We can rebuild him

The Making of Anti-Sexist Men
February 17, 1995

Anti-sexist men do not have a particularly good press. For quite different reasons, both feminists and sexist men may be critical, even dismissive, of their intentions and efforts. Indeed, perhaps for this reason, the very notion of "anti-sexist men" still seems rather incongruous.

This book looks at the making of this contemporary minority through the words of the men themselves. It is a study of 30 men interviewed between 1988 and 1992. These are "men who either consciously or implicitly reject 'hegemonic masculinity' by attempting to live non-sexist lifestyles, and who believe in equality of the sexes. They are men who see themselves either as allies of feminists, or at any rate, as allies of women - whether accepted as such or not - in their fight against male domination".

Christian gathered his "anti-sexist" interviewees from a number of sources - men who had been in anti-sexist men's groups, men recommended as like-minded by those men, men known to have been supportive of women's events, and men who had taken on family caring and nurturing out of conviction. In so doing, he clearly distinguished "anti-sexist men" from "new men" ("a narcissistic man portrayed as macho with a 'soft centre', a man who takes an active part in childcare, at least when the camera is about") and the mythopoetic "wild man" image (which "seems to be part of a series of inward-looking 'men's liberation' activities which may perhaps be of benefit to some men, but are hardly to benefit women, and may even be part of the anti-feminist backlash" ).

The questions that the author addresses include: what kinds of men are attempting to change? What previous or current life experiences might be linked to these changes? And what are some of the difficulties or tensions in attempting to live non-sexist lifestyles? So who exactly are these "anti-sexist men" and what do they say?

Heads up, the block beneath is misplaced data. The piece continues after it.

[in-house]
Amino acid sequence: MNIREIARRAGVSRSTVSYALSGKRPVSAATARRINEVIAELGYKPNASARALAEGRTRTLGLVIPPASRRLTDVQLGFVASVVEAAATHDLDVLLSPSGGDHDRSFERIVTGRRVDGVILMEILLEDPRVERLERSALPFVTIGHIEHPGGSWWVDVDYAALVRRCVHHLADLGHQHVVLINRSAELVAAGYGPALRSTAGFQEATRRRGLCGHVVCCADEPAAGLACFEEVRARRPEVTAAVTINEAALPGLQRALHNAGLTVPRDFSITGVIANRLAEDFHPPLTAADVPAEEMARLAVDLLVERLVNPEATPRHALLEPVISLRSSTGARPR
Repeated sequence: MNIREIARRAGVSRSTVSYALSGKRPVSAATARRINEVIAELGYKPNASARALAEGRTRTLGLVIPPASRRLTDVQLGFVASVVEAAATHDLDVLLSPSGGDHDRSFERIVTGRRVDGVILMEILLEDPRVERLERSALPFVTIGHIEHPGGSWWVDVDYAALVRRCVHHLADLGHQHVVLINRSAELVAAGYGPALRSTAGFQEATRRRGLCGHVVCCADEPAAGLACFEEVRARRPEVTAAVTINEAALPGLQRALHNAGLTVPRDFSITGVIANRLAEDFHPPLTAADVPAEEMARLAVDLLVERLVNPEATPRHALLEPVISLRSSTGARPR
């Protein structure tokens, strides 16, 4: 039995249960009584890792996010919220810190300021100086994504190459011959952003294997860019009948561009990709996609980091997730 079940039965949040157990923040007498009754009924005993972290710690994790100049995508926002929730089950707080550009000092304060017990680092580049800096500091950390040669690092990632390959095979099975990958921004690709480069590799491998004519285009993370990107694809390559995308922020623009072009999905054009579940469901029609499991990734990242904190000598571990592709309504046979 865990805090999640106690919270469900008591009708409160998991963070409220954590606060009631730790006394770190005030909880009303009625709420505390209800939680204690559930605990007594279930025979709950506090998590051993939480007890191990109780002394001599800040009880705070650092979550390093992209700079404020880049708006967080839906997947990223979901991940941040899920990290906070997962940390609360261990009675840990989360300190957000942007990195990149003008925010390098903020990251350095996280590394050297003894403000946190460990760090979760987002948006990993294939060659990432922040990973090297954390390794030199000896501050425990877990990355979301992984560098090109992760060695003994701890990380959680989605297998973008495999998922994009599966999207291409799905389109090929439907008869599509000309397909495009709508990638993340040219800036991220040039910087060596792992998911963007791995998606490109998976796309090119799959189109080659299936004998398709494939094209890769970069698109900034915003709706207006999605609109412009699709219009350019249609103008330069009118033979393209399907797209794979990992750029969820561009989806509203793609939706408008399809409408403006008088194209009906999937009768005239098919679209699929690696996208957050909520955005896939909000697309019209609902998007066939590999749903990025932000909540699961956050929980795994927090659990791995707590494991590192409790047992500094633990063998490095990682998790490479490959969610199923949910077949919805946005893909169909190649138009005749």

Interestingly, the men interviewed came equally from manual and non-manual backgrounds. While most were in non-manual jobs, four were not employed, three were housepersons and primary childcarers, three were in manual work (although 11 had been in the past) and three others were studying or in part-time jobs. Most (26) defined themselves as heterosexual; all were white. Three-quarters were married or in stable relationships with women; two-thirds were fathers; eight were divorced.

The author suggests that the main finding of the interviews was that most of the men had experienced a combination of two interacting and reinforcing influences: early life experiences with some features that contradicted "traditional gender expectations" and adult experiences of feminism, usually a close relationship or friendship with at least one actively feminist woman. Both of these factors applied to 23 of the men, and all but two had experienced the second of these influences. Twenty of the heterosexual men had had a close relationship with at least one feminist.

So far, so good. However, following this initial analysis, the book shifts and there follows 130 pages (out of a total of 200) of the edited transcripts of interviews with eight of the men - two from non-manual backgrounds, three from manual, two gay men and one househusband.